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Bills 2014 D comparable with '99 and '04 units


Buffalo's defensive unit has made an awful lot of plays to impact the outcome of some of the team's most notable victories this season. Kyle Williams' interception late in the fourth quarter in the Week 1 overtime win at Chicago. Six sacks of Matthew Stafford and one touchdown allowed on 14 possessions in the victory at Detroit. The six takeaways against the Jets in New Jersey and most recently Mario Williams strip sack for a safety to ice the win over Green Bay. Buffalo's defense has put together the kinds of plays that make one wonder is it one of the best defensive units in team history?

Obviously the AFL championship defenses of 1964 and 1965 were among the better groups prior to the NFL merger. In the modern era however, the two Buffalo defensive units that come to mind are the 1999 and 2004 Bills squads when it comes to comparing with this year's group.

Nowhere to run


The 1999 Bills defense finished first in the league overall allowing just under 253 yards a game. Only 86 of those yards were given up on the ground making Buffalo's run front the fourth-best in the league that season. At the center of it was Ted Washington (pictured), who though listed at 325 pounds was far closer to 360 or more. He was literally immovable and demanded two blockers at all times.

The attention that had to be paid to Washington made it difficult for opposing offense linemen to get to the second level on run plays. That allowed linebackers John Holecek and Sam Cowart to run and hit and the pair racked up a ton of tackles. Cowart led the squad with 125 that season.

Perhaps even more impressive was opponents having little success on the ground would attempt to take to the air, but the '99 unit, coordinated by Ted Cottrell, was also first in pass defense allowing less than 170 passing yards a game (167).

And though a couple of Buffalo's mid-90's clubs were big on accumulating sacks, the '99 squad did not rank high in that category despite the presence of Hall of Famer Bruce Smith. The team managed just 37 that year.

It was their back seven that contributed most to their ranking of third in the league in third down defense. With top draft choice Antoine Winfield serving as a nickel corner with Thomas Smith and Kenny Irvin on the boundary and Henry Jones and Kurt Schulz at safety, it was a solid group.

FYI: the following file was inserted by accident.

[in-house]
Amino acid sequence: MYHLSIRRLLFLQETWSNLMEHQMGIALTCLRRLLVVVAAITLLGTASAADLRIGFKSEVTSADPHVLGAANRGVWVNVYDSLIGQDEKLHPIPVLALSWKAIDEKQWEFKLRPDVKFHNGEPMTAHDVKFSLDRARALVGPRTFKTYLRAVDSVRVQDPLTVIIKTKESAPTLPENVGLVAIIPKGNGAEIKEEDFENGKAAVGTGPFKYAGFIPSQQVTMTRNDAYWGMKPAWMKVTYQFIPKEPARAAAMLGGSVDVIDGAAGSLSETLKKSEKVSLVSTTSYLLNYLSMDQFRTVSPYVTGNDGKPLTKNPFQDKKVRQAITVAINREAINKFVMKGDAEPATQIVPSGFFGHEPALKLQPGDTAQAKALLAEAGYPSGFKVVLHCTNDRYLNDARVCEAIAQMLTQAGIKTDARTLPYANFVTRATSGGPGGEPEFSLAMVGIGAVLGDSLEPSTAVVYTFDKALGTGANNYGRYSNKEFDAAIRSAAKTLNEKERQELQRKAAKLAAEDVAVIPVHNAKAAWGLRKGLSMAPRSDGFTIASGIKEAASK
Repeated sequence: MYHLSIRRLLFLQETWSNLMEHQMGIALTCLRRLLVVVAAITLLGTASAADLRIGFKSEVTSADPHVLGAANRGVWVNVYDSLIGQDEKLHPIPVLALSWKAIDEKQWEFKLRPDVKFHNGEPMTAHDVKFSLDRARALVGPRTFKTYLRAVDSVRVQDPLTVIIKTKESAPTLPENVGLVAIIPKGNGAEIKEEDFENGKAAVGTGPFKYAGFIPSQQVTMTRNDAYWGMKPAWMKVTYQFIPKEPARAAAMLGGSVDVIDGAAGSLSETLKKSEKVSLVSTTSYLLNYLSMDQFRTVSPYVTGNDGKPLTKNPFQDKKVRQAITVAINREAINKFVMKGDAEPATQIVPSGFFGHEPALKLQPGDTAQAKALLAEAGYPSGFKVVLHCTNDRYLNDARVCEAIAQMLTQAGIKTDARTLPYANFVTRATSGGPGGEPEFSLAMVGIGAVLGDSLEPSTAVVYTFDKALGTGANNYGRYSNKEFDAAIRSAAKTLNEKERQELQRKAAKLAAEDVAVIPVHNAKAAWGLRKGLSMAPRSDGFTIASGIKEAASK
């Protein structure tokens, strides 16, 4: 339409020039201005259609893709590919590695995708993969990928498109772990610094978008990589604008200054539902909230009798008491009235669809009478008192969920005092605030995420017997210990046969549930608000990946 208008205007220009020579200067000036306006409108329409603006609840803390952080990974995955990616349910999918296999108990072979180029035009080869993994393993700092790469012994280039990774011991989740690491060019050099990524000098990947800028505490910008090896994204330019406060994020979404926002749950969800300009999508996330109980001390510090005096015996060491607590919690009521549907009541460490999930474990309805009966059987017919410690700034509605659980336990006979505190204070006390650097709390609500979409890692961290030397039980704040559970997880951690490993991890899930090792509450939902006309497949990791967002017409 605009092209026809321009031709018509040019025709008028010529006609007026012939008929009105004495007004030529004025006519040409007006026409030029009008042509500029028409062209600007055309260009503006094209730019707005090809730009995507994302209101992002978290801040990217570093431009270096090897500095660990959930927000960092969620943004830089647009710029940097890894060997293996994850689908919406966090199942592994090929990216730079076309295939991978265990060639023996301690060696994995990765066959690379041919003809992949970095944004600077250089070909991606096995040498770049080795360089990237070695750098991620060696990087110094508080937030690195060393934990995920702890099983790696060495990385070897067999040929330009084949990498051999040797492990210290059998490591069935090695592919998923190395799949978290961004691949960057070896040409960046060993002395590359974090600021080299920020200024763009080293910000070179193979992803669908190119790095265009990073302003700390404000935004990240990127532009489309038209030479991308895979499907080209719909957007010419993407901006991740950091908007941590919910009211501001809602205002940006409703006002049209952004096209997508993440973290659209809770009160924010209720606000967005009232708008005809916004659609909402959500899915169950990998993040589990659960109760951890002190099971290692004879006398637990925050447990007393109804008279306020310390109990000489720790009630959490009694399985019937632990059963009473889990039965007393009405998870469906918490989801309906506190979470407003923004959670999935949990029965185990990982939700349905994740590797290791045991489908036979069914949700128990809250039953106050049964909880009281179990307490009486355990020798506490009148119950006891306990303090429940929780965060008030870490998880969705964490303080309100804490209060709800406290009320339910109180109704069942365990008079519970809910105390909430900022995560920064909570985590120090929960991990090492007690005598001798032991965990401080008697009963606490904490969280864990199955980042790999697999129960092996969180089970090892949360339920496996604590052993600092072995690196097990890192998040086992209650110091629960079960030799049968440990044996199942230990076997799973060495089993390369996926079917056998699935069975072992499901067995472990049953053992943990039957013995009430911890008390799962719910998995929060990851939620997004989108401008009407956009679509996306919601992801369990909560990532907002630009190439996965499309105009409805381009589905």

Despite the success in keeping yards to a minimum they were not big on takeaways with just 21 on the year, which ranked 28th in the league.

The 1999 club won their games in much the way the 2014 team is winning, with defense and just enough offense. They won 11 times that season and the main reason was their defense held the opponent to 10 points or less in almost half of their games (7 games).

The Bills finished second in the league in points allowed, surrendering just 229, a team record (14.3 ppg). They also set team marks for fewest total yards allowed (4,045), fewest touchdowns allowed (23), fewest rushing yards allowed (1,370), fewest first downs allowed (170) and fewest rushing first downs allowed (73).

Picked apart


Buffalo's 2004 defense wasn't far off from that of 1999. The head coaching post however, had changed for a second time since Wade Phillips departure after the 2000 season. The defensive unit had a solid 2003 campaign and there was a desire to keep things the same on that side of the ball, so defensive coordinator Jerry Gray was retained under new head coach Mike Mularkey.

By season's end the defense was ranked second in the league and had some opportunistic ball hawks to thank for it. Buffalo led the league in takeaways that season with 39. Their 24 interceptions ranked second in the league and their 20 forced fumbles was the second highest single-season total in team annals.